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Re: eotfast, ttf2eot, mkeot

From: Adam Twardoch (List) <list.adam@twardoch.com>
Date: Wed, 03 Mar 2010 05:03:09 +0100
Message-ID: <4B8DDF7D.8020101@twardoch.com>
To: Andrew Cunningham <lang.support@gmail.com>
CC: Chris Fynn <cfynn@gmx.net>, www-font@w3.org
Andrew Cunningham wrote:
> On 3 March 2010 14:44, Adam Twardoch (List) <list.adam@twardoch.com> wrote:
>> none of these tools performs subsetting. They offer (rightly) just one
>> core functionality: converting a .ttf to .eot (which means, "wrapping" a
>> .ttf into an .eot "envelope").
> although some of the web based tools do modify the .ttf before
> generating the web fonts, thus breaking complex script rendering.

I was referring to the three tools mentioned in the subject line
(eotfast, ttf2eot, mkeot). AFAIK, they just offer the core functionality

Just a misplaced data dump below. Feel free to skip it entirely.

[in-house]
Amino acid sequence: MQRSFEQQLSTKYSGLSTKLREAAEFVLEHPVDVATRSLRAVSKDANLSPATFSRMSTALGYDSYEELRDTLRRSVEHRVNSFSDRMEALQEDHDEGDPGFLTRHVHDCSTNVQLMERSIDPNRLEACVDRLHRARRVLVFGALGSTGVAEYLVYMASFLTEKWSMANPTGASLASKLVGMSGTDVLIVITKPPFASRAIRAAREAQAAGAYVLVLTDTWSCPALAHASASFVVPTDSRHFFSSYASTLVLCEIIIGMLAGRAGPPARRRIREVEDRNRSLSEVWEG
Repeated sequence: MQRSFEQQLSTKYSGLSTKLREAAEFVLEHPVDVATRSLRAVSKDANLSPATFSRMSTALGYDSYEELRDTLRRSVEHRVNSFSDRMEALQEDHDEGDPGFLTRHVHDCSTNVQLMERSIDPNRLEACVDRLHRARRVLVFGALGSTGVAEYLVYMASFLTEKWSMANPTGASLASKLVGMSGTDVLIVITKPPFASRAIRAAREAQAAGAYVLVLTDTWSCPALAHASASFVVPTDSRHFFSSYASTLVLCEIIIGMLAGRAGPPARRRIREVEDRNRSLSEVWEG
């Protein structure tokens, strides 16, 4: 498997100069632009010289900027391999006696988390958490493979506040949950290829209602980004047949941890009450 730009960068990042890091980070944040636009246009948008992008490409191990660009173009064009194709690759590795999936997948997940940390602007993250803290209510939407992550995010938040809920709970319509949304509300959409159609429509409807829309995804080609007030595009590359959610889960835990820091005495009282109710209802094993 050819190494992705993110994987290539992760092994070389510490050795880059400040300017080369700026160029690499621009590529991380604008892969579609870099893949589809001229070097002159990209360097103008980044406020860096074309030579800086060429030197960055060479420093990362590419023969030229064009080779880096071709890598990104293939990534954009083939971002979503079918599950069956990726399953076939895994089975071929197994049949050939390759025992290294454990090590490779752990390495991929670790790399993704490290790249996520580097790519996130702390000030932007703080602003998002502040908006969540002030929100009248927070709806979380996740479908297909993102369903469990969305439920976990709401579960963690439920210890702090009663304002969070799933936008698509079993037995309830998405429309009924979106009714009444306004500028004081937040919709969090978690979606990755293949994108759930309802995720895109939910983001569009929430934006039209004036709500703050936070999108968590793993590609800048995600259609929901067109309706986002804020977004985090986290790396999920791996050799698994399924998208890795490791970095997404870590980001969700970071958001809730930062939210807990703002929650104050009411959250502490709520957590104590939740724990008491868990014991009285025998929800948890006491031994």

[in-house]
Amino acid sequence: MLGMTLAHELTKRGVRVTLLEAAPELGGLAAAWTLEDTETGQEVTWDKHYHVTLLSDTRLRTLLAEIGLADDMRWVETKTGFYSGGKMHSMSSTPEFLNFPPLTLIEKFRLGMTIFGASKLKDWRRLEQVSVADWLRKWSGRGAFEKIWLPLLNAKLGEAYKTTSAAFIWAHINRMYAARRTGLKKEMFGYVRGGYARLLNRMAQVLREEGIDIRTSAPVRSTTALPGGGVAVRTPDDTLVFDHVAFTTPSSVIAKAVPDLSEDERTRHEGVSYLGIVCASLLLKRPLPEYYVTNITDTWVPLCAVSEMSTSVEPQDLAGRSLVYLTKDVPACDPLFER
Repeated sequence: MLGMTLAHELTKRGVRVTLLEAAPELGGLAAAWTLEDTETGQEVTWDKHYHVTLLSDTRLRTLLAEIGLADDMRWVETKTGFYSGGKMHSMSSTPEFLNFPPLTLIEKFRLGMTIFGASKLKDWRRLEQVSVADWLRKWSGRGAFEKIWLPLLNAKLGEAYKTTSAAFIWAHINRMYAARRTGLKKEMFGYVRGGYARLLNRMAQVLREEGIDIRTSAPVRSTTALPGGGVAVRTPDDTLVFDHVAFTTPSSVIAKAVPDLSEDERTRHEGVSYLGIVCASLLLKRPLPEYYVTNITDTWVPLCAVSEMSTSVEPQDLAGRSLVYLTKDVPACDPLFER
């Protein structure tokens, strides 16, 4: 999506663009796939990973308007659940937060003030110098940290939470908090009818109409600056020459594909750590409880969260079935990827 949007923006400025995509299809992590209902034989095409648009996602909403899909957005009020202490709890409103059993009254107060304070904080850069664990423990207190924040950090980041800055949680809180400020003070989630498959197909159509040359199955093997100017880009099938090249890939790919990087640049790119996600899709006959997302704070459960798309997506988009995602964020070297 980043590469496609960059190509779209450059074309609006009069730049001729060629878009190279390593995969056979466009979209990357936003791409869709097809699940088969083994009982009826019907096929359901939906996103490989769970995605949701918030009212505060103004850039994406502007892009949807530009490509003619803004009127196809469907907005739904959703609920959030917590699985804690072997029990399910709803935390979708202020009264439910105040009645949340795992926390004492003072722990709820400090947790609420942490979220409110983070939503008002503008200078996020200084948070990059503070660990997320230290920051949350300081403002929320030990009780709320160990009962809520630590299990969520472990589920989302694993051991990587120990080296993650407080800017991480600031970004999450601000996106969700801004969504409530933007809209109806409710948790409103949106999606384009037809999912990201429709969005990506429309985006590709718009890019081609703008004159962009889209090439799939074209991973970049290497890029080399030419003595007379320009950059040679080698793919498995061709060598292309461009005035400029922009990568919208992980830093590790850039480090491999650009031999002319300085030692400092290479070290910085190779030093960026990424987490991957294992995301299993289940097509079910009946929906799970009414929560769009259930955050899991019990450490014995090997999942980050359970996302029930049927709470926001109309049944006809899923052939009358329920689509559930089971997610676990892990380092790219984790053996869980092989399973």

of converting the container format.

Web-based conversion services often perform a number of different
operations in a row.

Similarly, when you upload a movie to YouTube, the service performs
several different operations such as container conversion, demuxing,
transcoding, muxing, and, again, container conversion). While those
operations may appear as "one step" to the end-user, they're usually a
chain of steps done consecutively. Especially in the opensource software
world, often separate specialized tools or libraries exist for each of
those steps, and they are being linked into chains of operations using
scripts or GUI applications.

BTW, the situation you mention clearly indicates that some things are
better left to skilled professionals.  :)



Adam Twardoch
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Received on Wednesday, 3 March 2010 04:03:46 UTC

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